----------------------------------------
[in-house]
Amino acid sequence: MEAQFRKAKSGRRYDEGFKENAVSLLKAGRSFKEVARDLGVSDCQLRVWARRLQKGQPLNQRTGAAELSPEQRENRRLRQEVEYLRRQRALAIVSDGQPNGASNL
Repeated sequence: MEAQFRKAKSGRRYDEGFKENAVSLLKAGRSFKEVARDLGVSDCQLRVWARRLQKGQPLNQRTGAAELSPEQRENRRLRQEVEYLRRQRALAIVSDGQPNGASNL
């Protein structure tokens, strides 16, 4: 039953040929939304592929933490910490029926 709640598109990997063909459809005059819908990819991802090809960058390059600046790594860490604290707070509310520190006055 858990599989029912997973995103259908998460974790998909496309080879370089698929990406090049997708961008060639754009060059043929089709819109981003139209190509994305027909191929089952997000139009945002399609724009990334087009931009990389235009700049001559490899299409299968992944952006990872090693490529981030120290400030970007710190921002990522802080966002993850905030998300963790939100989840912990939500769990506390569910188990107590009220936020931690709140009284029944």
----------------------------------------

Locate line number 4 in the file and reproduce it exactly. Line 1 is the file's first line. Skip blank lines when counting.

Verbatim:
């Protein structure tokens, strides 16, 4: 039953040929939304592929933490910490029926 709640598109990997063909459809005059819908990819991802090809960058390059600046790594860490604290707070509310520190006055 858990599989029912997973995103259908998460974790998909496309080879370089698929990406090049997708961008060639754009060059043929089709819109981003139209190509994305027909191929089952997000139009945002399609724009990334087009931009990389235009700049001559490899299409299968992944952006990872090693490529981030120290400030970007710190921002990522802080966002993850905030998300963790939100989840912990939500769990506390569910188990107590009220936020931690709140009284029944």